The air was electric, the seats were full and the condition of the city is promising, Mayor Robert Garcia told the hundreds of people gathered at the Terrace Theater Tuesday night to witness his first State of the City address.
“I am pleased to report that the state of our city is strong, and it’s getting stronger,” Garcia announced to the audience.
The address began in traditional fashion; after an opening number—"Something's Coming" and "Tonight" from West Side Story, performed by Michaella Leigh and Richard Bermudez of Musical Theatre West, the Pledge of Allegiance lead by local Girl Scout troops 3183 and 4063, and an introduction by Vice Mayor Suja Lowenthal, Mayor Garcia took his place behind the podium, framed by the flags of the city, state and the country in familiar formation.
But as Garcia's speech ramped up, the stage was transformed. The podium was carried away and the curtain behind the mayor was raised, revealing an interactive display that followed along with the Mayor's address, in a style more reminiscent of a TED talk than a typical civic address.
The night was filled with as much optimism as it was retrospect as Garcia laid out the progress the city has made but also outlined the work it has left to do to become a true "city of the future." Just as importantly, the Mayor used his smart, elegant and innovative speech to make several big announcements.
The three “critical areas” Garcia focused on during his address were economic growth and development through innovation, the expansion of educational opportunities for all Long Beach residents and making Long Beach into a 21st century city through innovation, technology and enhanced civic engagement.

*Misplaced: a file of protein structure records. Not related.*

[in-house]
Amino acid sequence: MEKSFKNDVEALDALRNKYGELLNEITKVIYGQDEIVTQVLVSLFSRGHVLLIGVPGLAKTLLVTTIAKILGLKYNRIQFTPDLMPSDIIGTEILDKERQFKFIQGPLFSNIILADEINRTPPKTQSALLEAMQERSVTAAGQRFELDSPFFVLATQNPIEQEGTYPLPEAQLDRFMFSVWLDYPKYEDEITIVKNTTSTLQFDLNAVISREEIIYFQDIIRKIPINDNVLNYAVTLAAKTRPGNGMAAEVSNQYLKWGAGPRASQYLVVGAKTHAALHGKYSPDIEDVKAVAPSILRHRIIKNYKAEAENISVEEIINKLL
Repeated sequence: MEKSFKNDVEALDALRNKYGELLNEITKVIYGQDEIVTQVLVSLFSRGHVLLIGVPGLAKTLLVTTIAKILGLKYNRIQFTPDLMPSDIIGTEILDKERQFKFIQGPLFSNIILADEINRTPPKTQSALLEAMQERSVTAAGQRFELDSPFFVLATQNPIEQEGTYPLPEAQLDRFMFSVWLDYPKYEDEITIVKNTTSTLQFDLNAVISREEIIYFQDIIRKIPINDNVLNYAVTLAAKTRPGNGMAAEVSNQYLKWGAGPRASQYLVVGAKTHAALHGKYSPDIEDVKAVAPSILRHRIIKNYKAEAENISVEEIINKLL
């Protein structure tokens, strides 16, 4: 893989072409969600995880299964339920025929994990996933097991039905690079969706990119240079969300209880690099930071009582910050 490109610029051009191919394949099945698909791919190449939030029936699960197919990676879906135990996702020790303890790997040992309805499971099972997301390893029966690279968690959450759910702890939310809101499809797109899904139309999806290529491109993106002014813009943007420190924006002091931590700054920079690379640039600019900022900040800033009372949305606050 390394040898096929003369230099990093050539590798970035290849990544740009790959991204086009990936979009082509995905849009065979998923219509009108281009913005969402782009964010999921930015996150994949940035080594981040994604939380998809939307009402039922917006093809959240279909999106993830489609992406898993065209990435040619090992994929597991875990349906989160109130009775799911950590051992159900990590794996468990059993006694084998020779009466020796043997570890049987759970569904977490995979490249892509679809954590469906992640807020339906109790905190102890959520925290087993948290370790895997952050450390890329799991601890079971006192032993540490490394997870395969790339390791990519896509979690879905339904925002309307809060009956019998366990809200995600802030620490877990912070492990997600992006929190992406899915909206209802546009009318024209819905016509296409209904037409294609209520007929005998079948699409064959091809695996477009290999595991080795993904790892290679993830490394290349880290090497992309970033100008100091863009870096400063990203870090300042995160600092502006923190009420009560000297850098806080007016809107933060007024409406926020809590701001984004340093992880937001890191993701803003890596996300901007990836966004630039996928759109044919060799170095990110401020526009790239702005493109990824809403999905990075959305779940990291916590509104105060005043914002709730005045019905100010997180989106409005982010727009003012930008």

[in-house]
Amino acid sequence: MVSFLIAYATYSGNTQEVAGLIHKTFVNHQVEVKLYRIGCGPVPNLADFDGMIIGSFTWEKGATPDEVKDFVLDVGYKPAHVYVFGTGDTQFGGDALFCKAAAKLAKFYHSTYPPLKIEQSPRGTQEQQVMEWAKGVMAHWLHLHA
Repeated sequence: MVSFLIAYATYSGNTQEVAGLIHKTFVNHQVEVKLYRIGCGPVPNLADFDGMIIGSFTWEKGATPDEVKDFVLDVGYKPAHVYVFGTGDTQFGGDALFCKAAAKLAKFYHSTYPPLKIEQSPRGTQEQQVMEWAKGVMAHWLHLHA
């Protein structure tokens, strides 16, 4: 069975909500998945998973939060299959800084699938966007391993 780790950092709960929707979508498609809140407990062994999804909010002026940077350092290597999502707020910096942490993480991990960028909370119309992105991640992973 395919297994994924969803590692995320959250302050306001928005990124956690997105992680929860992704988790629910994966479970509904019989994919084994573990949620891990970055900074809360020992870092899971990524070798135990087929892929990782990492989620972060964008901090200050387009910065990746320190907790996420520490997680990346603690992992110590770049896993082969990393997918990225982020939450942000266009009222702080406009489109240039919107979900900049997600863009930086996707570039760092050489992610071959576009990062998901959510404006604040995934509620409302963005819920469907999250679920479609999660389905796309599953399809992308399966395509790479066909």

Calling it imperative to create density to stimulate Downtown business, Garcia announced plans to build 4,000 new residential units in the downtown district over the next decade, 2,500 of which are currently in progress or slated to begin in the next 5 years. He also recognized the recent expansion at the Pike, including $67 million in private investment and the announcement of retailer H&M to set up shop there and promised several other intents to open to be made public in the coming weeks.
In addition to a downtown development conference to be hosted in conjunction with the Downtown Long Beach Associates (DLBA) scheduled for late March, Garcia said he is personally reaching out to businesses to bring their stores to the city. The mayor also spoke of the economic opportunities presented by recently approved plan for a new Civic Center, one that’s expected to generate over $2 million annually for the city and draw additional businesses to Long Beach.
“We want retailers to open in Long Beach,” Garcia said.
Improving education, a large portion of the platform that Garcia based his campaign on, is something the mayor has continued to make a focus during his first six months in office. Despite the city’s educational institutions and its Long Beach College Promise (LBCP) receiving national attention and awards, Garcia noted that there is still room for improvement. Last night, he proposed new goals of raising graduation rates by an additional 10 percent, graduating 4,000 additional bachelor degrees and increasing the success of underrepresented students, all in the next ten years.
Building off of the expansion of the LBCP signed in October that emphasized the importance of early education and internships, the mayor announced pledges from the City, Port and the Pacific Gateway Workforce Investment Network (PGWIN) to double their internship offerings and called on businesses city-wide to enroll on a new website as a show of solidarity in the effort to increase what Garcia referred to as “linked learning.”
“The number one tool to economic development is education,” Garcia aid. “Tonight, I’m issuing a call to every employer in greater Long Beach to partner with us, to support us, most importantly to support our students by providing internships.”